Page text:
And for the record, some technical errors/goofs aside, I thought that this was a taunt, well acted, enjoyable DRAMA about a day that almost changed the course of American History. It is DEFINITELY better than the 4-plus stars that have been afforded it. Check it out; just remember that is a movie, not a historical documentary. We CAN remember that, can't we?

7 out of 7 people found the following review useful:
a GREAT example of satiracle film-making..., 21 July 2004

First things first: 'Psycho Beach Party' is funny, fresh, light-hearted and completely likable. It is a rare film that can walk the tight-rope between mocking a particular film genre (in this case, the "Beach Blanket" movies of the fifties and sixties) while still showing great affection for said genre. 'Psycho Beach Party' does it wonderfully. Using an obviously skewed view of these pleasant if vapid films, 'PBP' covers us in satirical humor and warmth, a tricky combination to pull off. If you have ever sat through a film in which a surf board was the star, check this one out...great fun.

Now, second: In response to Brian Bagnall's review from Canada, this film is NOT gay propoganda (just because the writer/director is gay does not make this a gay film). Gays do NOT have to have blonde hair (one of the only two agy characters has black hair...must have missed that one, huh, Brian?). The film does NOT portray the era as demeaning to women (the women in this film are some of the most empowered I have seen in a long time). And if you can not suspend your disbelief for long enough to watch our young heroine escape from a man twice her size, you probably should not be watching a film with the word "psycho", "beach", and "party" in the title. This film looks foundly back on a time that was simpler, both in the movies and reality. Anyone who gets anything other than a Genre Spoof from this was not paying attention.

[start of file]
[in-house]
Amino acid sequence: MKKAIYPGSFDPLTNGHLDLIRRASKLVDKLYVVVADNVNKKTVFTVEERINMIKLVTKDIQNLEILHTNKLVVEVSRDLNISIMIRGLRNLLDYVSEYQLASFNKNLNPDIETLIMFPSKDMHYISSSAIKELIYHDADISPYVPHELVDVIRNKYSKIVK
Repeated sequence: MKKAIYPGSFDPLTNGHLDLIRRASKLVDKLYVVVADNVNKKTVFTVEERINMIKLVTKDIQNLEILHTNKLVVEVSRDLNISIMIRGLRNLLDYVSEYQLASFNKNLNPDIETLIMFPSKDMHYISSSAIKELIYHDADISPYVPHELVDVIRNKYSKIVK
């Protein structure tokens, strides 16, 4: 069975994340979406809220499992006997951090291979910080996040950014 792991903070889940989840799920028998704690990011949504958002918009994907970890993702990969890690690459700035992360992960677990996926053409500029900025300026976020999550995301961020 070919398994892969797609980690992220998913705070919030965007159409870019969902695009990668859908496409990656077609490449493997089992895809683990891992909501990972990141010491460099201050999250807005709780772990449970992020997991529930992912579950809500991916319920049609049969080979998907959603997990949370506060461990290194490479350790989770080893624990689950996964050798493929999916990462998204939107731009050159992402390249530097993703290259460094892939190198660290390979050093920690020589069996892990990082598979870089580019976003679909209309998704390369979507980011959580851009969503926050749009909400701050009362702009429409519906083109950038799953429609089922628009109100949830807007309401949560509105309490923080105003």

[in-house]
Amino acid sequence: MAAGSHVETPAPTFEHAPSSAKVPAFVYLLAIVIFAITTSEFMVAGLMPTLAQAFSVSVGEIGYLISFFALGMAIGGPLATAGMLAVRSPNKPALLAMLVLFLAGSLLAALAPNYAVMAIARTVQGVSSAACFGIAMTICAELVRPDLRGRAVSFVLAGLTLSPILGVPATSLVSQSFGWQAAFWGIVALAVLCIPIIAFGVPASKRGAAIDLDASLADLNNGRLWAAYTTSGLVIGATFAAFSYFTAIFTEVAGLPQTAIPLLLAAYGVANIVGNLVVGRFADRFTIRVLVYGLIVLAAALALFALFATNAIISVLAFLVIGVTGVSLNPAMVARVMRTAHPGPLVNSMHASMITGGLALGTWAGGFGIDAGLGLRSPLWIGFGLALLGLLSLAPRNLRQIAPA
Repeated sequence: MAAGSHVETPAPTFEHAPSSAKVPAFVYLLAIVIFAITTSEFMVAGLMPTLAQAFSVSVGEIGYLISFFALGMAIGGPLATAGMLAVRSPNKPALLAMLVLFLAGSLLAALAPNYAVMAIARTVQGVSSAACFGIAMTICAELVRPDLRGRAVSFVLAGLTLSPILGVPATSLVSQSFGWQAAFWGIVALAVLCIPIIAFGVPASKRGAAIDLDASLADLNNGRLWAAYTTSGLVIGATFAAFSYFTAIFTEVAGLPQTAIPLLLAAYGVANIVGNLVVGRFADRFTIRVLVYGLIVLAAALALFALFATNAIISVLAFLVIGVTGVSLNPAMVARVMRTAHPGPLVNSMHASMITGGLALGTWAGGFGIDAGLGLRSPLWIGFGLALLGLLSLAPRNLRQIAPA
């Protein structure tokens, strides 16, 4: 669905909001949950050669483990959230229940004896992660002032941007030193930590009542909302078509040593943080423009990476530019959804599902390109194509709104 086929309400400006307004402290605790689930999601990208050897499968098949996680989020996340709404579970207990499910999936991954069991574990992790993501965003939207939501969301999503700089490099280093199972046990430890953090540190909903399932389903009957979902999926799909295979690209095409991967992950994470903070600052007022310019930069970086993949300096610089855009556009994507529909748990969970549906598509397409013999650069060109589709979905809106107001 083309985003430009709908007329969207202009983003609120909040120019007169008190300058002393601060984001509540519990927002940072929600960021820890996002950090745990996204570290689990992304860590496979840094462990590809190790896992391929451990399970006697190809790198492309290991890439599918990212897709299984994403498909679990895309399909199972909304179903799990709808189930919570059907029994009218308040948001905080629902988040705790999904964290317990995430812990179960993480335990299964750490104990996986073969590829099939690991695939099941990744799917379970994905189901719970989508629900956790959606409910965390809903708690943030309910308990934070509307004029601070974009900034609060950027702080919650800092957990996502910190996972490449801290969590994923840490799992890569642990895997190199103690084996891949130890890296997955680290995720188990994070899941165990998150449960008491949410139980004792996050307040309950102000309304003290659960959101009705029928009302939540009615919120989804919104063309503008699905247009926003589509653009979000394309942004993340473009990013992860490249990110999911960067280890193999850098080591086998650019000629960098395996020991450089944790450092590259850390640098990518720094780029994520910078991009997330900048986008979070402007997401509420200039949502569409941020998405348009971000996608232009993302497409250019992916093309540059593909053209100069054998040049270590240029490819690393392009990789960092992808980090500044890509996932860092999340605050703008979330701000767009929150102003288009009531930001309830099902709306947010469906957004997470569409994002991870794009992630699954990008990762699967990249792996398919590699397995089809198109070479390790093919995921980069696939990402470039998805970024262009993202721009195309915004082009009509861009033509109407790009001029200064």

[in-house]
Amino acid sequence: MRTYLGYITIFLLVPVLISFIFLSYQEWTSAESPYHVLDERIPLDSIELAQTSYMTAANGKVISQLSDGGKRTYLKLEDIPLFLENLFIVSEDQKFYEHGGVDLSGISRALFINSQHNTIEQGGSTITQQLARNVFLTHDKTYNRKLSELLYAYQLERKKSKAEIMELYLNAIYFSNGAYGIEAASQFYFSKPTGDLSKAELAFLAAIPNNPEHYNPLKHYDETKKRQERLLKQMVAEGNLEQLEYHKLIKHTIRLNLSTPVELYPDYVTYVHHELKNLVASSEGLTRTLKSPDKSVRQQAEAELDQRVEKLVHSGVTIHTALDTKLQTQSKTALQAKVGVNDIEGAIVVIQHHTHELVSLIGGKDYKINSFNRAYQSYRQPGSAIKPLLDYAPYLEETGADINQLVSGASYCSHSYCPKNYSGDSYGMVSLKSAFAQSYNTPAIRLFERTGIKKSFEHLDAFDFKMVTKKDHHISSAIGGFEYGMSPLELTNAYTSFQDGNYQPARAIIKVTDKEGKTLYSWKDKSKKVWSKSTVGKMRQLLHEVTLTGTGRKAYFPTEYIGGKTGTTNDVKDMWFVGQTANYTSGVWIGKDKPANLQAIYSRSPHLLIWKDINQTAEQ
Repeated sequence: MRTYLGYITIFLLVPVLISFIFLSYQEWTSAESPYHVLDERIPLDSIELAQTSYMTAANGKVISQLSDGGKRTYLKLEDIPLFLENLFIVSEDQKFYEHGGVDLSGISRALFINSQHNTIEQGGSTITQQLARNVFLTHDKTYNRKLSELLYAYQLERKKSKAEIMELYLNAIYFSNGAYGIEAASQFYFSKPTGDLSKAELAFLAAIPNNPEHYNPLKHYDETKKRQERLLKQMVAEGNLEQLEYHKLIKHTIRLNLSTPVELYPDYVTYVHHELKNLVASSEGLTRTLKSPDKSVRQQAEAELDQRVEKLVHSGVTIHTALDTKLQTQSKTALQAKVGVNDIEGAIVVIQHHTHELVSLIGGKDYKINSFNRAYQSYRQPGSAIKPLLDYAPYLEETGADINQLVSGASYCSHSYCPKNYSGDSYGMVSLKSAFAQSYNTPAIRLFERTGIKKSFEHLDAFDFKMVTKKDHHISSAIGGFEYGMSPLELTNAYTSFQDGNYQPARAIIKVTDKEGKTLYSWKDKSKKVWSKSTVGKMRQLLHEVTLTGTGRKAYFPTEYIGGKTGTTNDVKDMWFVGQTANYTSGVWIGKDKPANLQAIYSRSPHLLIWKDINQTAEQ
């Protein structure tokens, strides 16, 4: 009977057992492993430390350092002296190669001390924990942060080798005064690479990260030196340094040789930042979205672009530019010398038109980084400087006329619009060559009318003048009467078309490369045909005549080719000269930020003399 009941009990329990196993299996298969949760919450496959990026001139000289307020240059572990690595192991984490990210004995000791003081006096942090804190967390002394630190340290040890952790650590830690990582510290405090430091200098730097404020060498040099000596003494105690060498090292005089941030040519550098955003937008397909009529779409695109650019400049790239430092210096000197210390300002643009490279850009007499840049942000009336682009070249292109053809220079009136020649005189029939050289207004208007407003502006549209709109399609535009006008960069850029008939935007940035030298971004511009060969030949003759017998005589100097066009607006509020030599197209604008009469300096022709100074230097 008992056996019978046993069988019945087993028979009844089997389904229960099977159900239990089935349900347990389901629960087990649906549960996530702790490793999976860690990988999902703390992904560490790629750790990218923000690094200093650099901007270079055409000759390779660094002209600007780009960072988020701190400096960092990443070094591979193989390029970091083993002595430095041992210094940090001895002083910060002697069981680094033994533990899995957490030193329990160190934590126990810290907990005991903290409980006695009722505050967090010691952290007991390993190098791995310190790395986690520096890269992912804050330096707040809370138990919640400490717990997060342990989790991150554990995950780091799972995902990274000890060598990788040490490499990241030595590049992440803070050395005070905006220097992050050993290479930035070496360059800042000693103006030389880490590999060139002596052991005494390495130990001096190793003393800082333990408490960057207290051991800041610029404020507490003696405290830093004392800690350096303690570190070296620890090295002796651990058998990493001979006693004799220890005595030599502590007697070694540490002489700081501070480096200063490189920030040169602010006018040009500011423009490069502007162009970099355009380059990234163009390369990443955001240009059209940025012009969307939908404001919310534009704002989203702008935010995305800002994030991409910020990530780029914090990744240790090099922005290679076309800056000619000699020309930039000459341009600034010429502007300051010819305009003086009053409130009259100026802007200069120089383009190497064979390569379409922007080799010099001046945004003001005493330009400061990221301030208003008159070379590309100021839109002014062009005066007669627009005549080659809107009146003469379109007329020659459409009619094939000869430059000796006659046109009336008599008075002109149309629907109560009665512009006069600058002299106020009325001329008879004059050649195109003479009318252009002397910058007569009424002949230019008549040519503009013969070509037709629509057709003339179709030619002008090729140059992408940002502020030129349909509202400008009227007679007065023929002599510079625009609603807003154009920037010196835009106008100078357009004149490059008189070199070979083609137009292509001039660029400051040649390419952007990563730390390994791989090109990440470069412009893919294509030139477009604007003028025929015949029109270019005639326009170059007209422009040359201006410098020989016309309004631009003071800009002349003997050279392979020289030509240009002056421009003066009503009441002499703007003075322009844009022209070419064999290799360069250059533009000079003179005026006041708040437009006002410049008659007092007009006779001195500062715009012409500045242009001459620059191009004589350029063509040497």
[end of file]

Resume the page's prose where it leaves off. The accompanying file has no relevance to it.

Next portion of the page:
Put simply, people; 'Psycho Beach Party' is Fabu!

Surfing is the Source..., 14 June 2004

To be blunt, Dana Brown has done the Surfing world a MAJOR favour with his new documentary, "Step into Liquid". This is one of the most beautiful and compelling films I have ever seen. I have spent years surfing up and down the USA's West Coast, from Washington to So. California and even down into Baja and I was STUNNED with this film. Since moving to Texas, I have not been riding alot of waves (as you might expect), but this movie made me feel like I was home. One problem, though (and one problem only) -- I grew up in Sothern California surfing at Moonlight, Torry Pines Dell Mar, Huntington, Big Sur, etc and, Dana, let me tell you...ALL of us 'real surfers' called each other 'Dude' all the time...still do, actually. So thanks for the killer ride, Dana, and I'll see you out there...Dude!